The idea behind fractional share investing in public equities was to offer the same opportunities that deep-pocketed investors enjoy, such as buying a share of a great company like Amazon, (AMZN) to smaller investors who might not have the $3,000 it cost for one single share.
The same concept applies to alternative asset fractional shares. Want to invest in a Michael Jordan rookie card but don’t have fifty grand laying around? Now you can.
Not only that, but what if you wanted to invest in the highest quality, best conditioned, PSA 10, top-of-the-line Michael Jordan rookie card in existence?
There might be only a few hundred in the world. Without fractional share ownership, you would be stuck bidding on PSA 3 second-year Jordan cards, depending on your funds available. It’s hard to say definitively, but these less-desirable cards might not appreciate in value like the very best Jordan rookie.
That’s one of the primary concepts I really like about fractional shares; you have the ability to own the very best quality asset if you so choose.
It’s an inclusive type of environment, as opposed to investments that exclude by pricing out a large percentage of the population.
I’m not saying there’s zero downside. New markets such as alternative asset fractional share investing will present plenty of challenges: fraud, improper or over-inflated asset valuations, scams by illegitimate companies.
The list is long for potential risk in such a new market. But if you do your research and find the best platforms for investment, you’ll have a chance to avoid many headaches.
It’s Full of Fascinating Characters
We’re not talking about monotone wall street analysts from Morgan Stanley with their matching fleece vests. No offense. I actually do own a vest, and it’s quite comfortable, especially in the fall. The monotonous and boring slog of wall street and the equity markets can turn off many newcomers looking to learn and invest.
If you’re an established investor, chances are you already own plenty of publicly traded wall street stocks through your 401k at work or other brokerage accounts. There’s no doubt it’s an important piece of your financial future, but the truth is it can be insanely dull. I think it’s almost by design. How many times can you listen to a CFA talk about CAPE ratios before you start to doze off?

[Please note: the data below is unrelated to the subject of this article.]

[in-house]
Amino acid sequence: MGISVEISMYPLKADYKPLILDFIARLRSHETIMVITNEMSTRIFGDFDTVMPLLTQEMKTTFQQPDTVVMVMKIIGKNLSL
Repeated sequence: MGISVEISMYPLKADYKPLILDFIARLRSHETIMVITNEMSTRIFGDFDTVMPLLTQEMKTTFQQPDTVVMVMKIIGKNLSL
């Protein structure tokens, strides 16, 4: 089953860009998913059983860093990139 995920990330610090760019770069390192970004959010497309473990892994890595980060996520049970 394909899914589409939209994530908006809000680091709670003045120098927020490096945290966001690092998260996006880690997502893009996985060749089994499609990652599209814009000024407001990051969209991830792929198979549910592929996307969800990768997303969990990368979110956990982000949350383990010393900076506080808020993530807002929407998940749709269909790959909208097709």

Alternative asset investing and fractional share ownership include one of the most diverse and wide-ranging crowds you will find. From stamp collectors and civil war musket experts to digital art shares and non-fungible tokens, there’s something for everyone in this new and growing market. Cars, watches, books, art, farmland, baseball bats?
Chances are you have a slight interest in one of these things. Even with a tiny piece of your overall financial portfolio, a small initial investment in something that actually interests you can introduce you to a community of intelligent, sophisticated, and fascinating characters.
Fractional Share Investing Education
Like I always say, none of this is actual investment advice. We all have our own decisions to make as it relates to investing. We all have different financial circumstances that tend to change at different rates over time.
Take full control and responsibility for your investing education and decisions, be sure to find trusted and smart advisors to guide you along the way. Or, if you’re very fortunate, you can simply ask your fast-talking, know-it-all, vest-wearing, brother-in-law with an MBA who will tell you he has all the answers.